Obama and his allies were well and truly caught by surprise.
The president once called George Bush’s Iraq conflict “a done war” and couldn’t wait to distance America from it when he came into power. Now he’s being inexorably drawn back in, but he’s at pains to point out that this is not the equivalent of the Iraq war. Indeed, it’s far more complicated and prone to failure.
There is a newly elected pro-American/Iranian regime in Iraq. They await eagerly for further American intervention to strengthen the Iranian crescent in the Middle East.
But the appointment of a new puppet is an important piece of the puzzle in America’s “Gulf War III” as it allows them to get involved quickly via a proxy. Iraq’s leaders should know that “the United States will stand should-to-shoulder with Iraqi’s as they implement their national plan” gushed John Kerry on 9 September. Meaning our national plan to tackle the Islamic State.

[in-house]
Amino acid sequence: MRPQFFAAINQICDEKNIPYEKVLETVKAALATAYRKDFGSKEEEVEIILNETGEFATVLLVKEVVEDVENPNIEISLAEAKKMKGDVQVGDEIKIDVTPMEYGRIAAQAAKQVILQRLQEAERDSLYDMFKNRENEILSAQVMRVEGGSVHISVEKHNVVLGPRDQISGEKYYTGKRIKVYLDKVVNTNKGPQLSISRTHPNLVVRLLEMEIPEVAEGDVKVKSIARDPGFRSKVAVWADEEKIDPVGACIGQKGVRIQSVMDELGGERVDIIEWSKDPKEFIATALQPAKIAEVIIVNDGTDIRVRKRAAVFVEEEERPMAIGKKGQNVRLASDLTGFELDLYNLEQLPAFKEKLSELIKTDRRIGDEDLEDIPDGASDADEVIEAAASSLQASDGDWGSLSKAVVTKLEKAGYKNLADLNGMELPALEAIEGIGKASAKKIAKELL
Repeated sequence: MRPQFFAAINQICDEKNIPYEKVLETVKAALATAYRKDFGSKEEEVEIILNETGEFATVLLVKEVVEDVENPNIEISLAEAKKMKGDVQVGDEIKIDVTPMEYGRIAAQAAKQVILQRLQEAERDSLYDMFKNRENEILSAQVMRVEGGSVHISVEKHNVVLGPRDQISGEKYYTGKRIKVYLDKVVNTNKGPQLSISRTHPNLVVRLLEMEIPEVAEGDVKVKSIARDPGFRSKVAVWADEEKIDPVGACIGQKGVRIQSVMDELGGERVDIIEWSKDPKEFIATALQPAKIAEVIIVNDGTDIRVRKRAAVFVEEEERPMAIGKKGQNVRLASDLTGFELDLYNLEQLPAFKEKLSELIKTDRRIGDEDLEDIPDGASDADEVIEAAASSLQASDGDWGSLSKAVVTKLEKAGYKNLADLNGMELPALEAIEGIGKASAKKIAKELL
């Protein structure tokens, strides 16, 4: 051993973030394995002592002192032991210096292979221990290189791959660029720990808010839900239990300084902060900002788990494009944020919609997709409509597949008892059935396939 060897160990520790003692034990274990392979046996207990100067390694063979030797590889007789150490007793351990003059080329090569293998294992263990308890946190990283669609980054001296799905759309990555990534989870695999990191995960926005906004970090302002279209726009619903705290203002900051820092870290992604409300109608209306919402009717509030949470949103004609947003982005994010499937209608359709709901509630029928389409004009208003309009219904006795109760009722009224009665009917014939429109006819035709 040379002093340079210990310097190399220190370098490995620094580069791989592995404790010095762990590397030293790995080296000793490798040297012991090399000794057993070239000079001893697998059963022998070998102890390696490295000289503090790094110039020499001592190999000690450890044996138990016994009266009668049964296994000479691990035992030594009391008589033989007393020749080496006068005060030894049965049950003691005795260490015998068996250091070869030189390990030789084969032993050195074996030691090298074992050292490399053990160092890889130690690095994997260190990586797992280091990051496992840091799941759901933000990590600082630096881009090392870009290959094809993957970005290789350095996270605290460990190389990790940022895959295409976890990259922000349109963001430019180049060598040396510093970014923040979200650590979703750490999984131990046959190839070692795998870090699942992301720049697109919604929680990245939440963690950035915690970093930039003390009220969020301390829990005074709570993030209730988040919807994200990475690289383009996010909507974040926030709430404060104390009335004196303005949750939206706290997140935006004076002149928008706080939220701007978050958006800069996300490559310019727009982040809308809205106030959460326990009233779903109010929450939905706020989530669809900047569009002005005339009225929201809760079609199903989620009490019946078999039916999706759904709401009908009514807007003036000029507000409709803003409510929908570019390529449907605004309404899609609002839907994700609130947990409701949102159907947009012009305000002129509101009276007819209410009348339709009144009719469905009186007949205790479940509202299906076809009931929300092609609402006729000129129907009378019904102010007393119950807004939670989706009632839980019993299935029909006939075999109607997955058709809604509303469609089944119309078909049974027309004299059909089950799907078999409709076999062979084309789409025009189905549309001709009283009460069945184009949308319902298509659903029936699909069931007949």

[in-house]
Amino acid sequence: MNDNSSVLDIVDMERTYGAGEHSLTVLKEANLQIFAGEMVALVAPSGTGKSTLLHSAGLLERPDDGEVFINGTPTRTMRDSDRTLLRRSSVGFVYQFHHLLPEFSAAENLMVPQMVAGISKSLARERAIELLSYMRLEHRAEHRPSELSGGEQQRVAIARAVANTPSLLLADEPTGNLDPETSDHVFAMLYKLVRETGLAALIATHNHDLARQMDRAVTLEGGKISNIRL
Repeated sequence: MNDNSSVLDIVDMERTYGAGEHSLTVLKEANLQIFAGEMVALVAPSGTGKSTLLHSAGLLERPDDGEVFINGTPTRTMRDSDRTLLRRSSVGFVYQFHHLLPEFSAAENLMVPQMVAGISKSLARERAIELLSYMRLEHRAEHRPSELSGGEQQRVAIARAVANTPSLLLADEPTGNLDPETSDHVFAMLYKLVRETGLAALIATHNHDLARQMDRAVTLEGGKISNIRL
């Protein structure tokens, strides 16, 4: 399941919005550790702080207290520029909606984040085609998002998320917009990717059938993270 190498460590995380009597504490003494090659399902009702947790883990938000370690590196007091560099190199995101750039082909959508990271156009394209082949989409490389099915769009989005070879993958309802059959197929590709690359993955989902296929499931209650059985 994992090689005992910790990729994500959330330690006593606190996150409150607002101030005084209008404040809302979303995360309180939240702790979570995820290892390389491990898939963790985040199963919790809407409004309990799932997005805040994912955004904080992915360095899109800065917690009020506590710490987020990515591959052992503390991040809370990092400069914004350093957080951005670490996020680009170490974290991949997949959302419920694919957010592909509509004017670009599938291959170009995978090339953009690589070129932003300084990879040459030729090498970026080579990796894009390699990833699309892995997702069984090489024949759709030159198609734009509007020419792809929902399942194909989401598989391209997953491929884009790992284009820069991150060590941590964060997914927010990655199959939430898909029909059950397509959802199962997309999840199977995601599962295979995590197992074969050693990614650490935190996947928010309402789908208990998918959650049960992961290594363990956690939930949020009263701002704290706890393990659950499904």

Everyone now is getting involved: Denmark and France have sent air power; Britain is arming the Kurds; Iran is sending troops; contractors are being sought in Iraq; and even Bashar al-Assad, until earlier this year the most hated in villainised tyrant in the Arab world, is being approached for permission to enter Syria.
“Can the Islamic State be defeated without addressing that part of their organisation that resides in Syria?” asks General Martin Dempsey. The answer is no.
It’s all quite a circus. Air strikes, the creation of last minute puppet governments, advisory teams on the ground, wooing previous enemies to join in, and trans-border incursions into a country that has been in a state of civil war for three years. All the while completely underestimating the strength and fighting zeal of the opponent. Not since Vietnam have we witnessed such a potential mess in the making.
Current estimates of 15,000 troops needed to fight the Islamic State are laughably low. The State has more mujahedin than this. And this is not some undisciplined outfit with a few kalashnikovs.
We started with Michael Scheuer, so let’s give him the final word for now:
“Think what you will of the Islamists and their brand of war-making”, he says, “but they been in the field fighting since 1979 and their movement has never been larger, more popular, or as well armed as it is today”.
Join me again for the next programme.”